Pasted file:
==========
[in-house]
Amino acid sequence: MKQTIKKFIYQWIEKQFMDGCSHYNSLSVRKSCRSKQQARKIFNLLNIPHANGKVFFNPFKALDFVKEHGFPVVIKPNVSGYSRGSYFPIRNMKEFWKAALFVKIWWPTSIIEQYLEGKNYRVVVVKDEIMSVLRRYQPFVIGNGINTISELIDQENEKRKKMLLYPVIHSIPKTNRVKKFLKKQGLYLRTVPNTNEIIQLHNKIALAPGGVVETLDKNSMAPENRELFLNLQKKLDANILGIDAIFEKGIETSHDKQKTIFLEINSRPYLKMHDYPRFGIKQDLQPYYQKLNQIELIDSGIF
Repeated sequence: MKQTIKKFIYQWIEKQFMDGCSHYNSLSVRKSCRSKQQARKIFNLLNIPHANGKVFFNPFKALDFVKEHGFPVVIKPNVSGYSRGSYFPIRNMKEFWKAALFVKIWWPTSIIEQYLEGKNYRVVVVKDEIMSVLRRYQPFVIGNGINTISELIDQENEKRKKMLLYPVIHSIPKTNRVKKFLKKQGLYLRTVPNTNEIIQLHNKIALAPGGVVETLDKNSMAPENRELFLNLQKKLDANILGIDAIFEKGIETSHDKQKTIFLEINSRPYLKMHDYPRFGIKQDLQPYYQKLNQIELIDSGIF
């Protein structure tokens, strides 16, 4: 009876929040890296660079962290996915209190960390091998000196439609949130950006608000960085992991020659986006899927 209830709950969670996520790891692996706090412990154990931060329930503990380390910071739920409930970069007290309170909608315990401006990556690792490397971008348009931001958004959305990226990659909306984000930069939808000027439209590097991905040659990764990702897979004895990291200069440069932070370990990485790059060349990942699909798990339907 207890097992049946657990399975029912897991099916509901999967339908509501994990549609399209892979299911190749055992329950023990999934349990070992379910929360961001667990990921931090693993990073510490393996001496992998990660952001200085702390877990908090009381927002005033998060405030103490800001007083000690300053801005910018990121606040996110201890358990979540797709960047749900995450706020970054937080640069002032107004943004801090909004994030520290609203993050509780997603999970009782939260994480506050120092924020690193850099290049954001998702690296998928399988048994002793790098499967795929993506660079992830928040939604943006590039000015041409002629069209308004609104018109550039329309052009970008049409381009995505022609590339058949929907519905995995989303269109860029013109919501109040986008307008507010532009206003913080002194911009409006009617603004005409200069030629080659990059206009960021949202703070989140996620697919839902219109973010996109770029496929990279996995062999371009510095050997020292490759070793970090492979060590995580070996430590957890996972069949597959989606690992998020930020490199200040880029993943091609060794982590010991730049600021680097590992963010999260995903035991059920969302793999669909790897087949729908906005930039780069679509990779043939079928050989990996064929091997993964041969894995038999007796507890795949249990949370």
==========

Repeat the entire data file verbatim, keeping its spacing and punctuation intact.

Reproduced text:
[in-house]
Amino acid sequence: MKQTIKKFIYQWIEKQFMDGCSHYNSLSVRKSCRSKQQARKIFNLLNIPHANGKVFFNPFKALDFVKEHGFPVVIKPNVSGYSRGSYFPIRNMKEFWKAALFVKIWWPTSIIEQYLEGKNYRVVVVKDEIMSVLRRYQPFVIGNGINTISELIDQENEKRKKMLLYPVIHSIPKTNRVKKFLKKQGLYLRTVPNTNEIIQLHNKIALAPGGVVETLDKNSMAPENRELFLNLQKKLDANILGIDAIFEKGIETSHDKQKTIFLEINSRPYLKMHDYPRFGIKQDLQPYYQKLNQIELIDSGIF
Repeated sequence: MKQTIKKFIYQWIEKQFMDGCSHYNSLSVRKSCRSKQQARKIFNLLNIPHANGKVFFNPFKALDFVKEHGFPVVIKPNVSGYSRGSYFPIRNMKEFWKAALFVKIWWPTSIIEQYLEGKNYRVVVVKDEIMSVLRRYQPFVIGNGINTISELIDQENEKRKKMLLYPVIHSIPKTNRVKKFLKKQGLYLRTVPNTNEIIQLHNKIALAPGGVVETLDKNSMAPENRELFLNLQKKLDANILGIDAIFEKGIETSHDKQKTIFLEINSRPYLKMHDYPRFGIKQDLQPYYQKLNQIELIDSGIF
């Protein structure tokens, strides 16, 4: 009876929040890296660079962290996915209190960390091998000196439609949130950006608000960085992991020659986006899927 209830709950969670996520790891692996706090412990154990931060329930503990380390910071739920409930970069007290309170909608315990401006990556690792490397971008348009931001958004959305990226990659909306984000930069939808000027439209590097991905040659990764990702897979004895990291200069440069932070370990990485790059060349990942699909798990339907 207890097992049946657990399975029912897991099916509901999967339908509501994990549609399209892979299911190749055992329950023990999934349990070992379910929360961001667990990921931090693993990073510490393996001496992998990660952001200085702390877990908090009381927002005033998060405030103490800001007083000690300053801005910018990121606040996110201890358990979540797709960047749900995450706020970054937080640069002032107004943004801090909004994030520290609203993050509780997603999970009782939260994480506050120092924020690193850099290049954001998702690296998928399988048994002793790098499967795929993506660079992830928040939604943006590039000015041409002629069209308004609104018109550039329309052009970008049409381009995505022609590339058949929907519905995995989303269109860029013109919501109040986008307008507010532009206003913080002194911009409006009617603004005409200069030629080659990059206009960021949202703070989140996620697919839902219109973010996109770029496929990279996995062999371009510095050997020292490759070793970090492979060590995580070996430590957890996972069949597959989606690992998020930020490199200040880029993943091609060794982590010991730049600021680097590992963010999260995903035991059920969302793999669909790897087949729908906005930039780069679509990779043939079928050989990996064929091997993964041969894995038999007796507890795949249990949370």